Correct Rules of English Grammar for Comma Use and Pronouns
By putting to memory the basic grammar rules of commas and pronoun usage, employees and students will enhance their communication skills and careers. How often students ask "help me write my paper"?
For many people, English grammar seems to be a confusing set of rules that appear to make no sense and cause headaches for speakers and writers alike. Many individuals seem to have problems with the same grammar rules over and over again. The popularity of text messaging and tweeting on Twitter only compounds the problem because users condense language at the expense of correct grammar.
According to Otis Anderson's research, "What communication skills do employers want? Silicon valley recruiters respond," published in the custom writing service (July 2020), even tech companies value strong communication skills "despite the emphasis on skills in technology." That is because communication is the basis for all transactions and can have dire consequences if it is not executed clearly. Learning the following grammar rules regarding comma use and pronoun usage will remove obstacles to writing English as users gain confidence in their ability to write:
Rules for Comma Use
There are several basic rules for using commas:
- Before coordinating conjunction such as: and, but, for, or, nor, so, and yet. For example, I would have called you last night, but I had to study.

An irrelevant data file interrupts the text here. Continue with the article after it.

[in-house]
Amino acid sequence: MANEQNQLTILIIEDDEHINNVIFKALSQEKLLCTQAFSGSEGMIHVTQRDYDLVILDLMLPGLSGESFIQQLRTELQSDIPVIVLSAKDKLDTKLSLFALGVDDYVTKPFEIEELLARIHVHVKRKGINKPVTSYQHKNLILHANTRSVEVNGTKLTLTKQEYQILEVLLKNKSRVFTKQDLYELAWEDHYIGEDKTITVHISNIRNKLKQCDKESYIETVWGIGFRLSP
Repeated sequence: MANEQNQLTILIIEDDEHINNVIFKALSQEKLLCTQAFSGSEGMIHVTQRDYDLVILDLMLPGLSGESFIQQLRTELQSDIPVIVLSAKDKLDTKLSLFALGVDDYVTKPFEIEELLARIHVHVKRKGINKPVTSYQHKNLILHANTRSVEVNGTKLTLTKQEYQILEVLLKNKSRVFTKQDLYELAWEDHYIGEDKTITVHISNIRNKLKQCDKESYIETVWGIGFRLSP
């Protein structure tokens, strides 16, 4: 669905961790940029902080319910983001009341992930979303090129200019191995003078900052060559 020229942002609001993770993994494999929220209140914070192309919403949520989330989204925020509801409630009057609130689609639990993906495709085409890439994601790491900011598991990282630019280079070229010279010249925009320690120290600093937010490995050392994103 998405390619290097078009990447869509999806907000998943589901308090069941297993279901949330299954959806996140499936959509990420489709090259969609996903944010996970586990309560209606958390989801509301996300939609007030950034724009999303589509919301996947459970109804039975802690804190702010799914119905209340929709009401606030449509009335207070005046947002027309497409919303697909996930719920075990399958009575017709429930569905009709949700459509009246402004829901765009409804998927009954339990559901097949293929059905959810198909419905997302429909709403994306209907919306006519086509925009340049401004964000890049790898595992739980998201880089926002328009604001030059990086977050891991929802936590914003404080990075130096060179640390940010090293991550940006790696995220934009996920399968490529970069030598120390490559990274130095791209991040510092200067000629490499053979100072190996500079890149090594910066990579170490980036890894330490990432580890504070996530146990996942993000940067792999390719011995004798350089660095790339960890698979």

- After a subordinate clause (a subordinate clause is a clause that cannot stand alone in a sentence) e.g. If I had known that you were going to the party, I would have suggested that we go together.
- After a prepositional phrase e.g. In the basement, there are several boxes of books.
- To separate three or more words or clauses in a list e.g. I want to buy a new pair of jeans, a t-shirt, and some sandals.
- To separate the main discourse from a quotation e.g. Jennifer announced, "I'm getting married."
- To separate two or more coordinate adjectives (adjectives that can be reversed and still have the sentence make sense) e.g. We stayed inside on that rainy, windy night.
Rules for Pronoun Use
Many essay writers use pronouns based on what they think sounds right, but this is not always a good strategy. For instance, in the following examples, the first sentence might sound better, but in fact, the second sentence is correct:
- CORRECT: My sister and her husband are driving to the cottage with he and I.
- INCORRECT: My sister and her husband are driving to the cottage with him and me.
In the above sentences, "My sister and husband" are the subjects, while "him" and "me" are the objects; therefore, the object pronouns "him" and "me" must be used, not the subject pronouns "he" and "I."
Further, subject pronouns must follow 'to be' verbs. For example:
- CORRECT: It is just I who will be attending.
- INCORRECT: It is just me who will be attending.
Reflexive pronouns such as myself, himself, yourselves, should only be used to refer back to a subject pronoun. In the first sentence, the subject pronoun is "he".
- CORRECT: He dressed himself before his mother got up.
- INCORRECT: Please speak to Dave or myself.
By understanding why and when commas and pronouns are used, English language users will improve their level of language proficiency and pave the way to academic and professional success.